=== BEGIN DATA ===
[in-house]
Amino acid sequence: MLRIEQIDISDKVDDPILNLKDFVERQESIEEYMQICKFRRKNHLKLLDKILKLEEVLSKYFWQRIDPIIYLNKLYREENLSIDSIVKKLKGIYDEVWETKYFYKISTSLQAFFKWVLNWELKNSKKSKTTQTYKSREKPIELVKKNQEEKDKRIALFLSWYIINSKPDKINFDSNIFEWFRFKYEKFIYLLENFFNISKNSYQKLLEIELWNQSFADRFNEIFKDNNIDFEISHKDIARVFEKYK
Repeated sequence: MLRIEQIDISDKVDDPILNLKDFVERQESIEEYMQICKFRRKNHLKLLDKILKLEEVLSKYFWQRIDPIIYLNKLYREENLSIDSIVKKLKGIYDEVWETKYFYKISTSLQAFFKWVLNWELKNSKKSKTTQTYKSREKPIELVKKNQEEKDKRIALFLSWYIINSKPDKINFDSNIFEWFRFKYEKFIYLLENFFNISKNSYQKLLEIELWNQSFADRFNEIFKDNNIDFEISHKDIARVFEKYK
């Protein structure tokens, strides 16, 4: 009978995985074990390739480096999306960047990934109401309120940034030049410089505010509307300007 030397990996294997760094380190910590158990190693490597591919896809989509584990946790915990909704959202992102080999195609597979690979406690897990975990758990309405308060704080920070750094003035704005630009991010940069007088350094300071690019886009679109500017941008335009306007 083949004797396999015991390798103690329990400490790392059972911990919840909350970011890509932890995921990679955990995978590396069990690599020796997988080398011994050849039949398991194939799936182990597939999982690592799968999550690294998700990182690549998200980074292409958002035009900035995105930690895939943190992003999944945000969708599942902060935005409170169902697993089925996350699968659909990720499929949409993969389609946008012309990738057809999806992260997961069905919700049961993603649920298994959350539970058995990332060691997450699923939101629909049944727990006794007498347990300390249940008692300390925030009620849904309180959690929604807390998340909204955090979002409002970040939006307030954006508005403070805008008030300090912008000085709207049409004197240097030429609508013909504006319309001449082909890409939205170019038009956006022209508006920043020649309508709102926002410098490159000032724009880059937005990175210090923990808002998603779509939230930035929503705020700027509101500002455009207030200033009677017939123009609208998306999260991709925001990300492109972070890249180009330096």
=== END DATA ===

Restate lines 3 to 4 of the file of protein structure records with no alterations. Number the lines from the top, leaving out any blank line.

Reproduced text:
Repeated sequence: MLRIEQIDISDKVDDPILNLKDFVERQESIEEYMQICKFRRKNHLKLLDKILKLEEVLSKYFWQRIDPIIYLNKLYREENLSIDSIVKKLKGIYDEVWETKYFYKISTSLQAFFKWVLNWELKNSKKSKTTQTYKSREKPIELVKKNQEEKDKRIALFLSWYIINSKPDKINFDSNIFEWFRFKYEKFIYLLENFFNISKNSYQKLLEIELWNQSFADRFNEIFKDNNIDFEISHKDIARVFEKYK
């Protein structure tokens, strides 16, 4: 009978995985074990390739480096999306960047990934109401309120940034030049410089505010509307300007 030397990996294997760094380190910590158990190693490597591919896809989509584990946790915990909704959202992102080999195609597979690979406690897990975990758990309405308060704080920070750094003035704005630009991010940069007088350094300071690019886009679109500017941008335009306007 083949004797396999015991390798103690329990400490790392059972911990919840909350970011890509932890995921990679955990995978590396069990690599020796997988080398011994050849039949398991194939799936182990597939999982690592799968999550690294998700990182690549998200980074292409958002035009900035995105930690895939943190992003999944945000969708599942902060935005409170169902697993089925996350699968659909990720499929949409993969389609946008012309990738057809999806992260997961069905919700049961993603649920298994959350539970058995990332060691997450699923939101629909049944727990006794007498347990300390249940008692300390925030009620849904309180959690929604807390998340909204955090979002409002970040939006307030954006508005403070805008008030300090912008000085709207049409004197240097030429609508013909504006319309001449082909890409939205170019038009956006022209508006920043020649309508709102926002410098490159000032724009880059937005990175210090923990808002998603779509939230930035929503705020700027509101500002455009207030200033009677017939123009609208998306999260991709925001990300492109972070890249180009330096």